“I’m okay, it’s just my allergies,” is a phrase heard all too often. Among the most common, allergies are also some of the most often disregarded symptoms. Allergies and allergy-related diseases such as allergic rhinitis, atopic dermatitis, food allergies and allergic asthma are extremely common, impacting tens of millions of American men, women, and children each year.1 Asthma Canada reports 1 in 5 Canadians suffer from respiratory allergies. The symptoms associated with allergies occur when the body is exposed to something that the immune system over-reacts to. The appearance of allergy symptoms can be associated with any number of triggers such as foods, creams, touching certain materials (even other people!), insects, pets, pollen, dust, and mold. The body’s immune response causes the symptoms we commonly refer to as allergies. The immune response results in effects on the body which can be mild or severe and can range from sneezing, coughing, itchy eyes, watery eyes, runny nose (often called rhinitis), and a scratchy throat, to rashes, hives, swollen respiratory passages, lowered blood pressure, breathing difficulty, asthma and even death in the most extreme cases.
What causes allergies and asthma?
The cause of this immune overreaction is largely unknown, but both genetic susceptibility as well as environmental influences can be important factors.2 Heritability rates for susceptibility to allergic disease can vary but have been found to be as high as 95% for asthma, 91% for allergic rhinitis, and 84% for atopic dermatitis.3 It is clear that genetics only account for an increase in susceptibility, and cannot be attributed fully for the dramatic increase in allergic disease worldwide.4 Food Allergy Research and Education reports a CDC statistic showing a 50% increase in food allergy prevalence in children between 1997 and 2011, and a 300% increase in peanut allergies during 1997-2008. 5 Environmental influences and triggers likely also play a role. Large studies such as the International Study of Asthma and Allergies in Childhood and the European Community Respiratory Health Survey Study have revealed striking patterns showing increased prevalence of asthma in first world, English speaking countries and non-English speaking Western European countries over developing nations. These studies have further shown that asthma incidence increases in developing nations as they begin to embrace more “Westernized” lifestyles.4 All of these factors correlate to a lifestyle and environmental role in the development of allergic disease and asthma.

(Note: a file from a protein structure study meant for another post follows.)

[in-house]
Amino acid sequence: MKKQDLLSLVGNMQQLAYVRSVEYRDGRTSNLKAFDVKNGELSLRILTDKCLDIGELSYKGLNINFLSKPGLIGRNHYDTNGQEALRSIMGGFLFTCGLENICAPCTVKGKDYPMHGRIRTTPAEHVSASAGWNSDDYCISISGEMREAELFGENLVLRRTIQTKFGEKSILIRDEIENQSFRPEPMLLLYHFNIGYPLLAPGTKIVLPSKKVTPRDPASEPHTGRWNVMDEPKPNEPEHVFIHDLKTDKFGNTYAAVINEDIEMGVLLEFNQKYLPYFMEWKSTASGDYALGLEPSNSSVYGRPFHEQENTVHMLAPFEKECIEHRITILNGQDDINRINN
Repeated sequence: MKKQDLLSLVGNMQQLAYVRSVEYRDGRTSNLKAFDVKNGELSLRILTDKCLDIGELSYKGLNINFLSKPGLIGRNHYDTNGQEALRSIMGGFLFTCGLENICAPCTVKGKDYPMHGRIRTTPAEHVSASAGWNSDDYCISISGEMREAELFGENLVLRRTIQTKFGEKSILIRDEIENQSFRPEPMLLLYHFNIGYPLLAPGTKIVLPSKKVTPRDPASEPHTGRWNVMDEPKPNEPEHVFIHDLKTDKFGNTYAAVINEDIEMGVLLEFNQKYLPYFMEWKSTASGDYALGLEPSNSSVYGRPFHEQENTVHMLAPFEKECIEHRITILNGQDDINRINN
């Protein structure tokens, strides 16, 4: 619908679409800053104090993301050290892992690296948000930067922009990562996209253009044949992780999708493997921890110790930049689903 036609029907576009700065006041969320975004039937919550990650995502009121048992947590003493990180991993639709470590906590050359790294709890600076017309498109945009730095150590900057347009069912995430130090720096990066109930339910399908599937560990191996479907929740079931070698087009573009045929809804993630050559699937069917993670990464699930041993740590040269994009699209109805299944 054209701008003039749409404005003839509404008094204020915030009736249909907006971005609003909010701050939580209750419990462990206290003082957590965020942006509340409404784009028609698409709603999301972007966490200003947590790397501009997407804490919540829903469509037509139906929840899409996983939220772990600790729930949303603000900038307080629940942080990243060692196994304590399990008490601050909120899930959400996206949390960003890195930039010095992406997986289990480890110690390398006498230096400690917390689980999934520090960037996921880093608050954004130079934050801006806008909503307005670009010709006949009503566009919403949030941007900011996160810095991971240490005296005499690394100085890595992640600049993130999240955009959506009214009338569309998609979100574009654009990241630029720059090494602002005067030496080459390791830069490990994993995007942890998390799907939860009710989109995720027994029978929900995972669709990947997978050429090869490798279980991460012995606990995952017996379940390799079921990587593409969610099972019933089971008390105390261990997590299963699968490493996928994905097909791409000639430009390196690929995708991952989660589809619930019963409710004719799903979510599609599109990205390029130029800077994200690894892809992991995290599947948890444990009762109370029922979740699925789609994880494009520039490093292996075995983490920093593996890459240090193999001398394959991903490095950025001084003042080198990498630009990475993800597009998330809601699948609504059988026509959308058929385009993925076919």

Naturopathic approaches to allergies and asthma